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Ever since Walt Disney opened Disneyland in 1955, many of the world’s most popular theme parks have offered the opportunity for guests of all ages to come face to face with their favorite cartoon characters. Some of the ways they are showcased in the parks may be immediately recognizable, such as rides, statues, topiary, murals, or even the characters themselves appearing in a live show or parade. Others time they may only be referenced through more subtle details or hidden tributes that may require a second look. However, all of them serve as a testament to the enduring impact the art of animation has had on the big screen, television, and popular culture in general, not to mention all the joy and laughter it has brought generations of fans.

Every week, I’ll be sharing photographs featuring many of the ways, both past and present, that the various theme parks, resort hotels, and other destinations at Florida’s Walt Disney World Resort celebrates the 90+ year legacy of Disney animation, including the works of Pixar Animation Studios and Lucasfilm Animation. Additionally, monthly “Beyond the World” articles will take a look at how animated characters and stories are represented at some of Central Florida’s other theme parks on the second Thursday of each month while “Muppet Monday” articles will serve to spotlight the role of Jim Henson’s lovable puppet characters in Florida’s theme parks on the last Monday of each month. In addition to photographs, all of these blog post will include a little bit of history and trivia along the way in order to give a broader context to these aspects of the theme park experience and the animated works that inspired them. Enjoy, and have a toon-tasic day!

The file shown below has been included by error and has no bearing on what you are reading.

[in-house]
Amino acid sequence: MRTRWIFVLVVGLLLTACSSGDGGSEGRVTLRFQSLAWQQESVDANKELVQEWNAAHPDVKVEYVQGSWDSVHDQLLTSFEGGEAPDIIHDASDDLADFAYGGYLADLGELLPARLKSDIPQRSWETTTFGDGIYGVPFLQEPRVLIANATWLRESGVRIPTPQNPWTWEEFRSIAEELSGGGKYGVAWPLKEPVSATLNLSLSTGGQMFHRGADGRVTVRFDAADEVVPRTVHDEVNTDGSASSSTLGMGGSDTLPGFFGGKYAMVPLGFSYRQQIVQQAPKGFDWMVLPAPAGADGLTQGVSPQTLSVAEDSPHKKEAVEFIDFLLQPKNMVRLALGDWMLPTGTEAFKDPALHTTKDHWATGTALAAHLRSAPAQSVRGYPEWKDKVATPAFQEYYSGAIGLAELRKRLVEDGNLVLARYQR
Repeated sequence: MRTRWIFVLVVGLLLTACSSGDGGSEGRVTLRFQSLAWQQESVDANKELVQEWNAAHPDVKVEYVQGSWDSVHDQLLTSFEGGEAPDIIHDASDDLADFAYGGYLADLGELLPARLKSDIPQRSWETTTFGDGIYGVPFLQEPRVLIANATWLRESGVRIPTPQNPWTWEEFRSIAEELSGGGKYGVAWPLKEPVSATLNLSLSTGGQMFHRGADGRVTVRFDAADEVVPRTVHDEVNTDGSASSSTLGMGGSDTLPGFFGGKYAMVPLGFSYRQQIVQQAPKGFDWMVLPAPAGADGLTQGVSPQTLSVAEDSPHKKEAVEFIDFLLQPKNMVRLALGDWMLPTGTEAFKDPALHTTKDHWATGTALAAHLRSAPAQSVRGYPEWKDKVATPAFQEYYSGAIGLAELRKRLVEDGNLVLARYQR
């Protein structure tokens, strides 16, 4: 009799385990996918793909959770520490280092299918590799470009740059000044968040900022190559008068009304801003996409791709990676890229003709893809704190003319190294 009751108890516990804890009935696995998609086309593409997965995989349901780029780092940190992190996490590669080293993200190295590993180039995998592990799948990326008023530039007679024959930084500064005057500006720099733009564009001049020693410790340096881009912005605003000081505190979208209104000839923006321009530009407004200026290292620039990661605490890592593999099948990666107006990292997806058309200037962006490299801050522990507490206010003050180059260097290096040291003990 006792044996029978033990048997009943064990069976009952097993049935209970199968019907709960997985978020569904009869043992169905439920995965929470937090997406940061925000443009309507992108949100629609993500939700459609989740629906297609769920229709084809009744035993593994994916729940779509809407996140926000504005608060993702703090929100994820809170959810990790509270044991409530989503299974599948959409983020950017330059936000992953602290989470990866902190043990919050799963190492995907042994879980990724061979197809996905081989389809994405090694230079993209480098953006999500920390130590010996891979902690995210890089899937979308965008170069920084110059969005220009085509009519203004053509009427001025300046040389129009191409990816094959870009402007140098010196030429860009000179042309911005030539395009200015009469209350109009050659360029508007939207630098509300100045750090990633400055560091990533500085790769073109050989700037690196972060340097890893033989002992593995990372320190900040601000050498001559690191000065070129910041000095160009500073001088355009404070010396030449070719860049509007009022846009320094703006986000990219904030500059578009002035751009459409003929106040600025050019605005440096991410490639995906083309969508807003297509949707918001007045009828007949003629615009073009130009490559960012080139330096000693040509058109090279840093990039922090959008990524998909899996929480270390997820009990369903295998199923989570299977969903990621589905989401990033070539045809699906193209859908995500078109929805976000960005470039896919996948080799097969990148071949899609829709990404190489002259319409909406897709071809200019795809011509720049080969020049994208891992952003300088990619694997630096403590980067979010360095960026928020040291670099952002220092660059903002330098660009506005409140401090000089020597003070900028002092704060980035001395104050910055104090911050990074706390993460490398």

Why “Ink and Paint”?

The title of this blog refers to the process used to create animation cels. The Ink and Paint Department at studios such as Walt Disney’s was comprised of talented women who would trace the animators’ drawings onto transparent sheets of celluloid in ink and then paint them on the back. Each of these cels would then be placed on top of a painted background and photographed one at a time to produce each frame of film seen on screen. While digital methods have long since replaced this physical act of inking and painting onto cels, the term “ink and paint” continues to be synonymous with the process of animation and its history.

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